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23rd Annual Corporate Survey

Dec/Jan 09
Figure 9.
When asked about how the downturn in the U.S. economy (up until late summer 2008) had affected their facility plans, just 24 percent of the respondents said their new facility plans had been put on hold, while 22 percent said they were still planning to open new facilities.
Figure 9. When asked about how the downturn in the U.S. economy (up until late summer 2008) had affected their facility plans, just 24 percent of the respondents said their new facility plans had been put on hold, while 22 percent said they were still planning to open new facilities.
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What Are Their Location Priorities?
As in years past, we asked our survey-takers to rate the factors on which they base their location and expansion decisions as "very important," "important," minor consideration," or "of no importance." We then added up the "very important" and "important" ratings and rounded to the nearest tenth of a percent in order to rank the factors in order or priority. These findings are presented in Figures 25 and 26.

The top two ranked factors - highway accessibility and labor costs - have not changed their position from last year, although their percentage ratings have dropped slightly. Highway accessibility was rated as "very important" or "important" by 95.4 percent of the 2008 Corporate Survey respondents. Obviously, sites that cannot satisfy a company's transportation infrastructure needs for receiving supplies, getting products to market, and giving employees and others access to the site will not make the cut.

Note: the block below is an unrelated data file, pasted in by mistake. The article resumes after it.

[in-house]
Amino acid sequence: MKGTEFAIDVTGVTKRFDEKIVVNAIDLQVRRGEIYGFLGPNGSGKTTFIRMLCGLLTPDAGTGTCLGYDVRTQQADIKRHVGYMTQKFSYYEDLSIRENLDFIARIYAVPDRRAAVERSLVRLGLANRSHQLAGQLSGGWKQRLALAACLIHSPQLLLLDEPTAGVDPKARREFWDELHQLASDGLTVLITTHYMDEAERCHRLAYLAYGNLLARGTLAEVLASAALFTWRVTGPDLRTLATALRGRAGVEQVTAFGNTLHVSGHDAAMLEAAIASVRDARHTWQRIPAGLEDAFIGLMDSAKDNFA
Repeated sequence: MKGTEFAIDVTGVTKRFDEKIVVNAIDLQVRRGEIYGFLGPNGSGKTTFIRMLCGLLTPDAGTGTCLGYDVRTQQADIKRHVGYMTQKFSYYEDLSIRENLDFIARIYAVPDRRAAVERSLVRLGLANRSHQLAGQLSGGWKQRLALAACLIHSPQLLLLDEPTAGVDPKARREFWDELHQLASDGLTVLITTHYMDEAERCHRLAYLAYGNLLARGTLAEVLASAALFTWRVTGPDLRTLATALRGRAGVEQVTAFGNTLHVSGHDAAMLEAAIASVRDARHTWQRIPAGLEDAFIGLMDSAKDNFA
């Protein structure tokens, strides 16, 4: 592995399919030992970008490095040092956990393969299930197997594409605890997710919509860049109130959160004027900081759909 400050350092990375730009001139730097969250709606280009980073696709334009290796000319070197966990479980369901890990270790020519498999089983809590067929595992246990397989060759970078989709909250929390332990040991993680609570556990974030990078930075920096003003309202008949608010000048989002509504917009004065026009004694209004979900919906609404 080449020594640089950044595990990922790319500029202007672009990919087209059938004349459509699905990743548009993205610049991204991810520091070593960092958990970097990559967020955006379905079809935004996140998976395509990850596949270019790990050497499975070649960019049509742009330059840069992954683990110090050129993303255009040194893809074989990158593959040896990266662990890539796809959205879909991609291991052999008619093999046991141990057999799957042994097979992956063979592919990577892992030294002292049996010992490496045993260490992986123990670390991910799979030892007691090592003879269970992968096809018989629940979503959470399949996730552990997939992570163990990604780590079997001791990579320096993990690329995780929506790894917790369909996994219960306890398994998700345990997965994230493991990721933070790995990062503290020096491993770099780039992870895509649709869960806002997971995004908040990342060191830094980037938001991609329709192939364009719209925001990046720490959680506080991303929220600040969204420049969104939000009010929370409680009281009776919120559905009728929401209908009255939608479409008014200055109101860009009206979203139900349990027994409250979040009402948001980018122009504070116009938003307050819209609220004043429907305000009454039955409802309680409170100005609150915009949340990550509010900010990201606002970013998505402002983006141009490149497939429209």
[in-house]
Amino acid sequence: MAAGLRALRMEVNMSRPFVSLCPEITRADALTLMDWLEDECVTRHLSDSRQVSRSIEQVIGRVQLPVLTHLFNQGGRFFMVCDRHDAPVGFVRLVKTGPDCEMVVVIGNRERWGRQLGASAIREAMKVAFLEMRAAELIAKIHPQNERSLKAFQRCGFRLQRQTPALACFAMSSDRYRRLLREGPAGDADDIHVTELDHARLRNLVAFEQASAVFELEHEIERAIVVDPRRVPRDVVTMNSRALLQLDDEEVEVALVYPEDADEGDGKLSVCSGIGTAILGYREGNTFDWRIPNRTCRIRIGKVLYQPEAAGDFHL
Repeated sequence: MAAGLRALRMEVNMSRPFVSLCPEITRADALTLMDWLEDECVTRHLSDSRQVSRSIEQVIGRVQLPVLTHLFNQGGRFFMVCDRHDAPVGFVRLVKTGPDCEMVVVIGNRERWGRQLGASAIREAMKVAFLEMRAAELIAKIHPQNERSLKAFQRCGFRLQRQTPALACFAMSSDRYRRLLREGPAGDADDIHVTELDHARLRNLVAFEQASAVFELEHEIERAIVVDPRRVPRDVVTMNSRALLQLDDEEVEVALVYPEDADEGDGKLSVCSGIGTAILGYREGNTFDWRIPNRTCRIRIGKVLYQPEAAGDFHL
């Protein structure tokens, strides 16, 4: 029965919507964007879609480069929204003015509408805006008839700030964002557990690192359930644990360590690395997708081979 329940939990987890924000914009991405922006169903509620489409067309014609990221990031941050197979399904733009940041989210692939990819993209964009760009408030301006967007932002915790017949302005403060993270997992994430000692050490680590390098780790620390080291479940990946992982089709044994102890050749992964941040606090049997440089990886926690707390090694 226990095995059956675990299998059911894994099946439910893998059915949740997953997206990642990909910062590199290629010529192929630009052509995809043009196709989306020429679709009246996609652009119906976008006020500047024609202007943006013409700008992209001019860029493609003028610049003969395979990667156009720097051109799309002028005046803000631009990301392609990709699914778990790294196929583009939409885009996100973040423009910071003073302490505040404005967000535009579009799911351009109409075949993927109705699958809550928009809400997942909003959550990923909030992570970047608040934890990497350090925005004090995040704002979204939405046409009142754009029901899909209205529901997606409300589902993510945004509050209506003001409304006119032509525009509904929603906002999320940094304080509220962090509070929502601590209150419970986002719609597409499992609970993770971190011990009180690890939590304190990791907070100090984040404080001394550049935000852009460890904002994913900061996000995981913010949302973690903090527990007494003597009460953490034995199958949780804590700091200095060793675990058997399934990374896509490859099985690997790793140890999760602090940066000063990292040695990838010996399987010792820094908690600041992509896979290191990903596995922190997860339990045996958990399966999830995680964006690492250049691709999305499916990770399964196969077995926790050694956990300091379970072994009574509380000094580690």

An area's labor costs are always a top concern when companies make location decisions, and with profit margins shrinking in these tough economic times, these recurring costs take on even greater significance. The labor costs factor was rated "very important" or "important" by 91.4 percent of the 2008 Corporate Survey respondents, closely followed by occupancy and construction costs, which ranked third among the factors with a 90.4 percent rating.

Those site selectors looking to build to suit will find that the cost of construction has gone up. However, there is plenty of vacant space already built out; this should result in lower occupancy costs. Nonetheless, those shrinking profit margins previously referred to are forcing companies to look for savings wherever they can. (See the article on this factor in this issue of Area Development.)

Another way for companies to save money is through tax exemptions. This factor holds the fourth place spot this year, receiving an 88.6 percent rating in importance from the survey respondents - up from tenth place in 2007 when it was rated "very important" or "important" by just 82.8 percent of the respondents.